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Election brings new transit projects, transportation spending galore

It's U.S. election season, and that can only mean one thing: multitudes of new things to spend taxpayer money on. Whether it be building a new school, closing budget gaps, or a new car for the mayor, everyone seems to want more public funding. Well, kids, transit and transportation projects are no different, and there were lots of them on ballots across the country. Funnily enough, with the sting of record-breaking gas prices still in the air, voters more often than not chose to bump up their taxes slightly to pay for more mass transit. Here's a round-up of what our U.S. readers can expect in the coming months and years. Everyone who is not a U.S. reader... read my post anyway and leave an encouraging comment.

To start us off, I'll go with the general prediction that an Obama administration may begin investing heavily in the federal transportation network in order to fight off a stagnant economy. Bloomberg reports that Obama has been pushing for an economic stimulus plan that plows money into roads, rail and airports. Earlier this year, he proposed a $60 billion "infrastructure bank" that would bring many needed jobs to areas around the country.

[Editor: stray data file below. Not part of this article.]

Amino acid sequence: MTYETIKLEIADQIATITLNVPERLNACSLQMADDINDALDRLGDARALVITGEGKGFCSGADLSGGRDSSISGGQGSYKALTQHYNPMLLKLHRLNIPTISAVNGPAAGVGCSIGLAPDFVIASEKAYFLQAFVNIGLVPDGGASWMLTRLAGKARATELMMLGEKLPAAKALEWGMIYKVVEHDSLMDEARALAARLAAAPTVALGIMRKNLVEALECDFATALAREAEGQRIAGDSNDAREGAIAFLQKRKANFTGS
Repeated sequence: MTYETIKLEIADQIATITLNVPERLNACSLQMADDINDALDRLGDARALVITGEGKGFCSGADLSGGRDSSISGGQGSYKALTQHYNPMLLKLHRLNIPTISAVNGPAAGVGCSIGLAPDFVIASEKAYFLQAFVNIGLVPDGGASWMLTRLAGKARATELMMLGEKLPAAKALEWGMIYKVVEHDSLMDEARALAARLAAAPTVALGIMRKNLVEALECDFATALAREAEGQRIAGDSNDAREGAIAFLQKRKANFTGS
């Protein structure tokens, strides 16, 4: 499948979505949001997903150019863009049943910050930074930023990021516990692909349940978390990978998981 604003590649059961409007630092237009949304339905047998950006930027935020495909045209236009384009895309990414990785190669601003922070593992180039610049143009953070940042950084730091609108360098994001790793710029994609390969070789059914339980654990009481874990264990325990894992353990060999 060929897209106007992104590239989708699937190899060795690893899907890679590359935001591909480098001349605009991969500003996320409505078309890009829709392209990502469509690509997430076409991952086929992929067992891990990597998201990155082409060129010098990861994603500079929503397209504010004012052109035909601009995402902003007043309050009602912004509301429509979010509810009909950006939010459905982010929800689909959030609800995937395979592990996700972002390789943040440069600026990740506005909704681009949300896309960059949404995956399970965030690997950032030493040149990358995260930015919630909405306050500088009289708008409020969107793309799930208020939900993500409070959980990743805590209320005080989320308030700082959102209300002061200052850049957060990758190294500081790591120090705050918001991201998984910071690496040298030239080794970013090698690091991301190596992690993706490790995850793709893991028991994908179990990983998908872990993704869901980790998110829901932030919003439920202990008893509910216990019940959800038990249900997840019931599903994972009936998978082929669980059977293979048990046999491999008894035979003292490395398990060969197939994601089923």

Meanwhile, the other big news is California's approval of a $10 billion measure to issue bonds to start paying for a proposed high-speed rail line running at up to 220 mph linking San Francisco and Los Angeles. The measure passed by a close margin of 52-48 on what is ultimately expected to be a $45 billion project. The system would bring half a million jobs to the region, many of them permanent, and would provide an important and competitive alternative to air and road travel.

Trains magazine reports on other stories abound, as well. Seattle voters decided to increase their sales taxes by a half cent to pay for an extension of Sound Transit, boosting capacity and frequency of trains and buses. New Mexico voters approved a one-eighth-cent gross-receipts tax to fund more Rail Runner commuter rail service. Honolulu, meanwhile, finally approved a long-discussed measure (and half-percentage point increase in the general excise tax) to build a new light rail line. Construction of the $4.28 billion project will begin next year and will bring much-needed relief to overcrowded highways. Tax increases for public transit also passed in Los Angeles, Sacramento and San Francisco.

All in all, a pretty good day for mass transportation. Yes, it costs money, but it also brings many jobs, economic vitalization, and important transit alternatives to cities across the country.

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